Tag Archives: Social Issues

Own It

Belonging is a high priority for people, made more complicated by the fact that our minds and hearts can comprehend issues like religion, politics, and philosophy. The more things we can belong to, the more things we can be excluded from, and the more difficult it is to figure out precisely where we fit in. Sometimes we simply don’t want to put names to things, but ultimately, identity comes down to categories. We are all unique individuals because of the unique combination of buckets we fit in to. Of course it isn’t always simple. Sometimes our buckets don’t fit together perfectly for whatever reason, and sometimes we fit better in certain groups than in others. Being human is complicated.

I could probably give you an exhaustive list of every bucket I belong in, but it would be a pretty long list. Furthermore, the list might raise some red flags for certain people. I just read an article about a conference held in Houston for LGBTQA Christians. Several different views on many topics were represented, and it seemed like the whole thing was very balanced. Then I read the comments. They were snarky, cruel, and judgmental, and pissed me off royally. I bring this up because I am asexual and Christian, and that might freak some people out, but in my mind, there’s no issue when it comes to bringing these two aspects of my Katie-ness together. In the same vein, as you all know if you’ve been following me for a while, I love stories, particularly fantasy and science-fiction stories. I’ve read accounts from people who have been judged harshly by their churches for their interest in such things. In fact, at my college, I know that some students’ parents took issue with the fact that we were reading mythology in some of my classes.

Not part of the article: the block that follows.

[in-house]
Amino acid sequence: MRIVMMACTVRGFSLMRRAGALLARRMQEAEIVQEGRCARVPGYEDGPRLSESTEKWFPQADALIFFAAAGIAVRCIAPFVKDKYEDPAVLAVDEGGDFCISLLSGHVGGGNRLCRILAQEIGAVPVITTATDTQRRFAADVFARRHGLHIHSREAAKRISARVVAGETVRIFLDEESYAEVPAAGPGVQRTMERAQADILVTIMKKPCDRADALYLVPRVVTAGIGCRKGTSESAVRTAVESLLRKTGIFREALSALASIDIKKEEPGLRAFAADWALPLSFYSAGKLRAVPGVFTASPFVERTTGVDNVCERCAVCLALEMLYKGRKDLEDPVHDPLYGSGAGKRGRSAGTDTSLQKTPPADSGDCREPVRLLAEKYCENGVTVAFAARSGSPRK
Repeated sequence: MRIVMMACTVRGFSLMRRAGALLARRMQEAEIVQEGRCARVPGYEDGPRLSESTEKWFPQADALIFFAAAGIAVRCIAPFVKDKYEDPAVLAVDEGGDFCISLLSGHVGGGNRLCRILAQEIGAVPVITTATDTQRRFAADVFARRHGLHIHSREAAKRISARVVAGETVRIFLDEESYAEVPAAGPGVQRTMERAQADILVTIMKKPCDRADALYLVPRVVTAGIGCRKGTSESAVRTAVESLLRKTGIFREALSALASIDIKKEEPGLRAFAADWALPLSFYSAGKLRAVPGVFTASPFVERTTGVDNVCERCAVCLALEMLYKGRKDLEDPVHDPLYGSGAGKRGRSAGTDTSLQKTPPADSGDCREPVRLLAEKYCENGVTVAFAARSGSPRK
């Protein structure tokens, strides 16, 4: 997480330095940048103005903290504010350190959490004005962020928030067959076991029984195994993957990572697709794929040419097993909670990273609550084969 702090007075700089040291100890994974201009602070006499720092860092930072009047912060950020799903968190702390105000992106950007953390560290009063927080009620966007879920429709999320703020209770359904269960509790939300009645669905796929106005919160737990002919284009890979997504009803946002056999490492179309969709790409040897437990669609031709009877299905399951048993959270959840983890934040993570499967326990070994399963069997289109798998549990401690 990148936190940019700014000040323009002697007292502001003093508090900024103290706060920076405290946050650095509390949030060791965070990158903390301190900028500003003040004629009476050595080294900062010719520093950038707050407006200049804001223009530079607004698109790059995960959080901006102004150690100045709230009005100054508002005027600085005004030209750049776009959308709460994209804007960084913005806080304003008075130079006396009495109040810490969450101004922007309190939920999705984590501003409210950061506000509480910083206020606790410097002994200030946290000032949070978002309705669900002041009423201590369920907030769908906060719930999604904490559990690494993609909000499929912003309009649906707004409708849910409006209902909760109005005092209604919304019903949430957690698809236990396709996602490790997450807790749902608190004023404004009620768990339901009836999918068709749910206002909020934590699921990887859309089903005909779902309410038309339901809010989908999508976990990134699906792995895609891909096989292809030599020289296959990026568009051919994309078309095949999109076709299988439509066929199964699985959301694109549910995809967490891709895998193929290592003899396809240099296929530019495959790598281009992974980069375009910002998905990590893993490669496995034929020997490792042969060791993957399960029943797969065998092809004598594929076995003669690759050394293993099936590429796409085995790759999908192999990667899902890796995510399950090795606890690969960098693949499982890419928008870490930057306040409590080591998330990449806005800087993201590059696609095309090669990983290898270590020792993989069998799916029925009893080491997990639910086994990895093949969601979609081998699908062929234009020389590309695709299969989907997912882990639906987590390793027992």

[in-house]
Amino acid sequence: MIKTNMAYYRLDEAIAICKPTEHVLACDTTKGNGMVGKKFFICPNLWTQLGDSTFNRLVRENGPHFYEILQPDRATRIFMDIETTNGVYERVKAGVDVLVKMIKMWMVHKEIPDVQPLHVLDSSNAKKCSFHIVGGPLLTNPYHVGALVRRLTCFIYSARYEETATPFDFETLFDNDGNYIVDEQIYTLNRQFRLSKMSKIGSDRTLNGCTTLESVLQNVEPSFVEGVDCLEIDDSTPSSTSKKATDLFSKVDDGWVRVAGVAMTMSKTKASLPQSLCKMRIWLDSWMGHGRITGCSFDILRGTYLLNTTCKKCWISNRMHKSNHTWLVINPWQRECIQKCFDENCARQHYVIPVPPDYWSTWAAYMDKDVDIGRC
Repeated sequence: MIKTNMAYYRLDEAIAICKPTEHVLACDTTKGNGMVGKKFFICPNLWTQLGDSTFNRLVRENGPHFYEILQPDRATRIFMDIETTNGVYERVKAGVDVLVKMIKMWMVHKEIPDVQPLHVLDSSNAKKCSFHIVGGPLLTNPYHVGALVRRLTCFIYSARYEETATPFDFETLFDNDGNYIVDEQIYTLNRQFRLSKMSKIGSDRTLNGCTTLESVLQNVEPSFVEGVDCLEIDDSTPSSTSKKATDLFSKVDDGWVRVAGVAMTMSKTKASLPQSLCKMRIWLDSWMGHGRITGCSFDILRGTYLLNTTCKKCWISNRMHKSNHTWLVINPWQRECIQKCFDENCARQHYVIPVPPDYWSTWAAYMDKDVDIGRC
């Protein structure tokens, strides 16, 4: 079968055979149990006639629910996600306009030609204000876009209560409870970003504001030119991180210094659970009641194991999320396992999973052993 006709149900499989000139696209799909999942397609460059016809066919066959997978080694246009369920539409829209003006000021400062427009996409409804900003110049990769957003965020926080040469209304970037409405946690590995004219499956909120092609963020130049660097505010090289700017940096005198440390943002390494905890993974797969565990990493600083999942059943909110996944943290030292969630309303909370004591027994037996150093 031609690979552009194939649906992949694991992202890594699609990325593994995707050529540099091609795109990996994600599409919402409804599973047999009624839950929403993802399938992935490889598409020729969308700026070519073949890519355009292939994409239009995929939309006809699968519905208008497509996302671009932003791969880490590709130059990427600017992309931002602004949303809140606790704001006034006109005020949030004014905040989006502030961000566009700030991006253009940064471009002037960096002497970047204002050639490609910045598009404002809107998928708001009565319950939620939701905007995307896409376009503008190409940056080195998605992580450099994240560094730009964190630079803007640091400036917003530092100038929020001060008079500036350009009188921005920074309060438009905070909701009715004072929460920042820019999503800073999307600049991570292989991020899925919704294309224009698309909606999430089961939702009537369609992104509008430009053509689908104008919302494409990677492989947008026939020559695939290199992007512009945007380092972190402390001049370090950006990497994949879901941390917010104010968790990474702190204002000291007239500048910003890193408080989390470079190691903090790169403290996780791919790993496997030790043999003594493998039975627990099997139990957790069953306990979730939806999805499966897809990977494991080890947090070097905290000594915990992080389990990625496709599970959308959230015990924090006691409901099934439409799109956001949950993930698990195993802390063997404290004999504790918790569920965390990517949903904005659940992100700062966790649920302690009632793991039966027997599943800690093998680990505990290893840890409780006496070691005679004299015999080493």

Obviously some aspects of our personalities are more important to us than others. My sexuality almost doesn’t matter to me at all. It can complicate things here and there, but it’s otherwise not important. The fact that I’m a total nerd is important to me. The freedom to watch sci-fi movies and play RPG’s is something I value very highly, and I don’t find that it clashes with my faith. These stories take place in different universes, so the rules of this one don’t apply. It’s as simple as that, as long as we are able to distinguish fact from fiction, which is, or at least should be pretty darn easy.